Confession: I Haven’t Used Toothpaste In Five Years
It’s true. And I still have friends. And no, it’s not because all bad breath is equal over the internet. Despite how unseemly my confession must seem, I didn’t give up toothpaste in an attempt to create a six foot “personal space bubble.” My mouth is actually minty fresh as I type this – I just took a closer look at the label and decided that toothpaste and I needed to break up.
Sorry, toothpaste. It’s not me. It’s you, and here’s why:
Most commercial toothpastes – even many of the “natural” ones – contain fluoride. Unfortunately, a Harvard study recently linked fluoride to lowered IQ in children, while additional research has associated it with weakened bones, thyroid suppression, lowered metabolic function and dementia. (source 1, source 2, source 3)
Is it possible to remain cavity-free without fluoride? Great question. According to Dr. Hardy Limeback, DDS, PhD, who has served as head of the Department of Preventive Dentistry at the University of Toronto and president of the Canadian Association for Dental Research, “You can get perfectly healthy teeth with resistant enamel without having any kind of fluoride exposure.” (source)
Glycerin is used in almost all toothpastes because it helps create a pasty texture and prevents it from drying out. Though it’s non-toxic and I love to use it in homemade beauty formulas, glycerin is not something I want in my mouth. Why? Because it coats the teeth in a way that prevents normal tooth remineralization. Though most of us were raised to believe that minerals cannot be returned to the structure of the tooth itself, there is good data suggesting that it can.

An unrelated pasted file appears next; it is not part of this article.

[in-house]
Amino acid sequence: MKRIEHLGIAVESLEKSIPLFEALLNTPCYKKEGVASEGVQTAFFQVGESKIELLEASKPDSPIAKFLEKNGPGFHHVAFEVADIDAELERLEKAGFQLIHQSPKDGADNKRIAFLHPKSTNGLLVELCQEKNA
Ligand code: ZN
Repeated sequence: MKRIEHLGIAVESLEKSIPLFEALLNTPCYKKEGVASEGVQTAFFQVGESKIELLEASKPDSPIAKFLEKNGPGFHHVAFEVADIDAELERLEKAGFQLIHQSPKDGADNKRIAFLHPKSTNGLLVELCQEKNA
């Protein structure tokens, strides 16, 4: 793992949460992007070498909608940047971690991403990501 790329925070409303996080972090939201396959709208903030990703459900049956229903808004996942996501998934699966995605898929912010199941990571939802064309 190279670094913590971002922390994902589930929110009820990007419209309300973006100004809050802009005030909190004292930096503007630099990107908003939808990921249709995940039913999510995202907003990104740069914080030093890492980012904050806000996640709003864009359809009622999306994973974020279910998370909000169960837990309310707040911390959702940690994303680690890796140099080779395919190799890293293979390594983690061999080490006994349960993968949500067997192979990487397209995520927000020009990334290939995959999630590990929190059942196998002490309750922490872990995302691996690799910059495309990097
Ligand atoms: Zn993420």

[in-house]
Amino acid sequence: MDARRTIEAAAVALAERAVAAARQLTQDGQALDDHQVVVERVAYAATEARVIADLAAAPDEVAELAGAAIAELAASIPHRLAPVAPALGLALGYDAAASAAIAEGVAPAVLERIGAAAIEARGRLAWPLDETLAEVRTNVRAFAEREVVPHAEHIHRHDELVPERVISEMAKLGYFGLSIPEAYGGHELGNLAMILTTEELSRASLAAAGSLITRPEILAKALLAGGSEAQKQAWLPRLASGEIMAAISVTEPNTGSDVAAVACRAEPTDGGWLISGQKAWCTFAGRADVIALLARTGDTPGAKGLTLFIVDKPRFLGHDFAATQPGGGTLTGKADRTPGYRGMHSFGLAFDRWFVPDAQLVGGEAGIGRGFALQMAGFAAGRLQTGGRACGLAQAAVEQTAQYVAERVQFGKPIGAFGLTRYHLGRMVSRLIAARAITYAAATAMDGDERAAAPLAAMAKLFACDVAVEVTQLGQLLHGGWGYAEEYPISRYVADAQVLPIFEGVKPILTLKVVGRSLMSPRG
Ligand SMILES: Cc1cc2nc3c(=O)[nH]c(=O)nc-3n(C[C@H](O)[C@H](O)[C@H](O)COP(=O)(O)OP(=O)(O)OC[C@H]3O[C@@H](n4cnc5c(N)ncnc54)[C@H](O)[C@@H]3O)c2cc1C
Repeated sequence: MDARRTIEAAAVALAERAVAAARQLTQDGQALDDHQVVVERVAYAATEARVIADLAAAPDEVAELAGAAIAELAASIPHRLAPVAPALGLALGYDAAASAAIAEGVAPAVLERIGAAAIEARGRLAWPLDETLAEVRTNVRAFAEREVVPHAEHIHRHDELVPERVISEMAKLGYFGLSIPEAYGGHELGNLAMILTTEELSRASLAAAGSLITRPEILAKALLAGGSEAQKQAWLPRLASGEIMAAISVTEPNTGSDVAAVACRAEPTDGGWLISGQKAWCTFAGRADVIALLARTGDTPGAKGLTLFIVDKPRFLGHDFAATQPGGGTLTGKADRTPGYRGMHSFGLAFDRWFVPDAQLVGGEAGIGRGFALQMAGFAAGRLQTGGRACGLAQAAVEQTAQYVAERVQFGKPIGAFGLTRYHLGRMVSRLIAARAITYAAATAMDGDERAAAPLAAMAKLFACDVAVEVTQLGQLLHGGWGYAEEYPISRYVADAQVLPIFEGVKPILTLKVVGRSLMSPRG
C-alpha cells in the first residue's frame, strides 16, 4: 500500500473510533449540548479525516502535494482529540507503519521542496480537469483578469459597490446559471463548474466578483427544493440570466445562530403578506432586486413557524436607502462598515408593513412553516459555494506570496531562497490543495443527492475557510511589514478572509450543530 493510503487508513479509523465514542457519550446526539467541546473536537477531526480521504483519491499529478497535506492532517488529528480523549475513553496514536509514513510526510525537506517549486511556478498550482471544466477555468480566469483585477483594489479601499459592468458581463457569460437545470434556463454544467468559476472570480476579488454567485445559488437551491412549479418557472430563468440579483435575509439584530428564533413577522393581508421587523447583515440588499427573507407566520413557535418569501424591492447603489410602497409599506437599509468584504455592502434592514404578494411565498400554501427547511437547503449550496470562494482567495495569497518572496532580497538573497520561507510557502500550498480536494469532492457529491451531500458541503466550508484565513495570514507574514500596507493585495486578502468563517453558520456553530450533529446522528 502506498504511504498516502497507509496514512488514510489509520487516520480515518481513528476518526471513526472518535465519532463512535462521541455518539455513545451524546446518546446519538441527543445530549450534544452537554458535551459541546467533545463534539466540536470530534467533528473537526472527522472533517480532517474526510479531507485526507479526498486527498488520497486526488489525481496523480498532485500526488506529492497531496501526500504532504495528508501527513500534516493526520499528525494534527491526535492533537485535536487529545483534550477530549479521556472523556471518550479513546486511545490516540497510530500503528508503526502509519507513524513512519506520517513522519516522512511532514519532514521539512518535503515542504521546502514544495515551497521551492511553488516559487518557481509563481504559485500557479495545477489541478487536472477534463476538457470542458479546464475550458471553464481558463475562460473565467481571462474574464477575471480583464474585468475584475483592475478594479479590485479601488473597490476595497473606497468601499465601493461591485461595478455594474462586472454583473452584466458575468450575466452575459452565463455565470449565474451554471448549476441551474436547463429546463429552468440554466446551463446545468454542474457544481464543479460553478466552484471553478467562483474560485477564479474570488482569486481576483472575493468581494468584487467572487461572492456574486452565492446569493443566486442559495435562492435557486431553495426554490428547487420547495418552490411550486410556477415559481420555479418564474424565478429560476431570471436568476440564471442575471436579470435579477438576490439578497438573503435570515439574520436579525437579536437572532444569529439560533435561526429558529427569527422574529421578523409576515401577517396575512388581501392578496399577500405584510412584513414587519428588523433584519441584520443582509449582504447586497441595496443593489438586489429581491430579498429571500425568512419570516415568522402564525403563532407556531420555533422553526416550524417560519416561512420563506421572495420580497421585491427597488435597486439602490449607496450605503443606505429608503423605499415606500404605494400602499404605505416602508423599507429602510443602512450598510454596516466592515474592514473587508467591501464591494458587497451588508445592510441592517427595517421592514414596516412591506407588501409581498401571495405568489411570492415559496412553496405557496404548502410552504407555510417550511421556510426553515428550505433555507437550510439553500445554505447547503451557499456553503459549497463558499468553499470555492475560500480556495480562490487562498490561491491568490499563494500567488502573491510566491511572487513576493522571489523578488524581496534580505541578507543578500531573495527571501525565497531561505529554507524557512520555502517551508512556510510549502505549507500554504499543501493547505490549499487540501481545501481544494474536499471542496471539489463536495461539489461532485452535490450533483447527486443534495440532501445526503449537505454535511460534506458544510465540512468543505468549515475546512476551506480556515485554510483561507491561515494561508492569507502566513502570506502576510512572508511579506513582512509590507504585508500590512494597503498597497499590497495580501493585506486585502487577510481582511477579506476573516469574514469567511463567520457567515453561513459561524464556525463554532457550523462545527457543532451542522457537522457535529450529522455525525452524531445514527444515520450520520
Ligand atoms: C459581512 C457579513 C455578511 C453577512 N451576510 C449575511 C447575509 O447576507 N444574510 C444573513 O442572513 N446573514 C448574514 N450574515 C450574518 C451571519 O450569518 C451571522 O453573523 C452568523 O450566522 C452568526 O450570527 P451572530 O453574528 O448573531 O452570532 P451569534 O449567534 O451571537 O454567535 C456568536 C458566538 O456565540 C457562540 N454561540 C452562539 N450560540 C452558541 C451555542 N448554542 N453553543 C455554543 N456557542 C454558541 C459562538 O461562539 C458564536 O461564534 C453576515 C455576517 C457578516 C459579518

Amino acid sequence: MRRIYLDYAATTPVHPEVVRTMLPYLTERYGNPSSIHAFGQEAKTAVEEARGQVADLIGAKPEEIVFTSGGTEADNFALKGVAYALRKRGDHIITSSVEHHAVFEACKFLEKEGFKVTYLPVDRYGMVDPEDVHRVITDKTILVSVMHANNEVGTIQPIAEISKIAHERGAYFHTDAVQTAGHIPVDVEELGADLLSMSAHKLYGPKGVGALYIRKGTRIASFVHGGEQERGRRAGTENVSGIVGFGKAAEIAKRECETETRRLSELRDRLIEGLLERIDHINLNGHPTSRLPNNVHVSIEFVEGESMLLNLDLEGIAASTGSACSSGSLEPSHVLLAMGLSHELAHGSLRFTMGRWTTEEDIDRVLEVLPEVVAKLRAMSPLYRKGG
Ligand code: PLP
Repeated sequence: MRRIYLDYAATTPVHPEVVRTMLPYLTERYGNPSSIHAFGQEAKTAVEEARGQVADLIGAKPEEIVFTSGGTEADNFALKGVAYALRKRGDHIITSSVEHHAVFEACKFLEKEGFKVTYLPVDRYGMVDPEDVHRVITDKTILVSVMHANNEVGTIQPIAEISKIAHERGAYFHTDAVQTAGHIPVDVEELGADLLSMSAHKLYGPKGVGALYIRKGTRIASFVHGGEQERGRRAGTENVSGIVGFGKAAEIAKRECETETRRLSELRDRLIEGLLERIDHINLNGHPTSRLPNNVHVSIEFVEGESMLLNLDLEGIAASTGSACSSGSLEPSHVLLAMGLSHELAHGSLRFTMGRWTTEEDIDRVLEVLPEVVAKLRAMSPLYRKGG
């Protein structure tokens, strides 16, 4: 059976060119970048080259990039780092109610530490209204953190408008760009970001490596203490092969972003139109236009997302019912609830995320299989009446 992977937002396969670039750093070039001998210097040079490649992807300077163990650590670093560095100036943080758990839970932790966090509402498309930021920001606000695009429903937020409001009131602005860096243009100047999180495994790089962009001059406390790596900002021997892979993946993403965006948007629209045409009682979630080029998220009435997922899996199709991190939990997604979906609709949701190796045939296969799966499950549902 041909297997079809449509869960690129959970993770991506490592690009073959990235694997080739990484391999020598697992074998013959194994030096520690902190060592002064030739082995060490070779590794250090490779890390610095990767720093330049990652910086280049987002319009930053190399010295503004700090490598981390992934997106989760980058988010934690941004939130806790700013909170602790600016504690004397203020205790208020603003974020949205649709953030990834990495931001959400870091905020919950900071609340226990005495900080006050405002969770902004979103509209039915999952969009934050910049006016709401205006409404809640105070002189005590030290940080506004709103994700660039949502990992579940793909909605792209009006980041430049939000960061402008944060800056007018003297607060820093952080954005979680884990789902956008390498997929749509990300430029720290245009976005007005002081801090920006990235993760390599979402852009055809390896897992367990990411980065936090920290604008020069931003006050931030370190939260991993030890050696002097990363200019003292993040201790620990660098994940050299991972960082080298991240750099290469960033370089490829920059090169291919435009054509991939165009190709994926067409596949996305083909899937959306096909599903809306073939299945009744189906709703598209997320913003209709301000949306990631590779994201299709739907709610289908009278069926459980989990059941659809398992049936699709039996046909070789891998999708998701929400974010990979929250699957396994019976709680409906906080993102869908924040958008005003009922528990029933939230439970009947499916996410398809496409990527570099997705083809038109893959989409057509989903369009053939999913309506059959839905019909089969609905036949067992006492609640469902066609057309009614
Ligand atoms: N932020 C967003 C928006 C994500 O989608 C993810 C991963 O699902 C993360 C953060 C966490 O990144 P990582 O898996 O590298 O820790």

Sodium Lauryl Sulfate (SLS)
SLS is a foaming agent and detergent that is commonly used in toothpaste, shampoo, and other products used to do things like, um, degrease car engines. Why should we avoid it? Though some people have concerns that it may be an estrogen mimicker, I’d say the most obvious and substantiated reason is that it increases gum inflammation and mouth ulcers. According to a study conducted the Department of Oral Surgery & Oral Medicine in Oslo, Norway, individuals who used a toothpaste containing SLS suffered from more ulcers (canker sores) than those who used an SLS-free toothpaste. (source)
Used to make toothpaste look white, titanium dioxide is sometimes used in it’s nano-particle form. (source) It’s also used in salad dressings for the same reason, and I wrote here about why that might be a problem.
So What Do I Use Instead?
The great thing about ditching toothpaste is that there’s no “right” way to replace it. Many things, like tooth suds and even coconut oil will work, but after a lot of experimentation I concluded that the homemade tooth powder recipe below works best for my family. Here’s a breakdown of what each ingredient does:
Yes, I’m talking about the stuff I wash my hair with. Bentonite clay is a gentle cleanser that is rich in minerals which support tooth remineralization. It’s detoxifiying properties help freshen breath and fight gum disease, while it’s adsorptive properties help remove stains from teeth. (See Activated Charcoal for more about adsorption)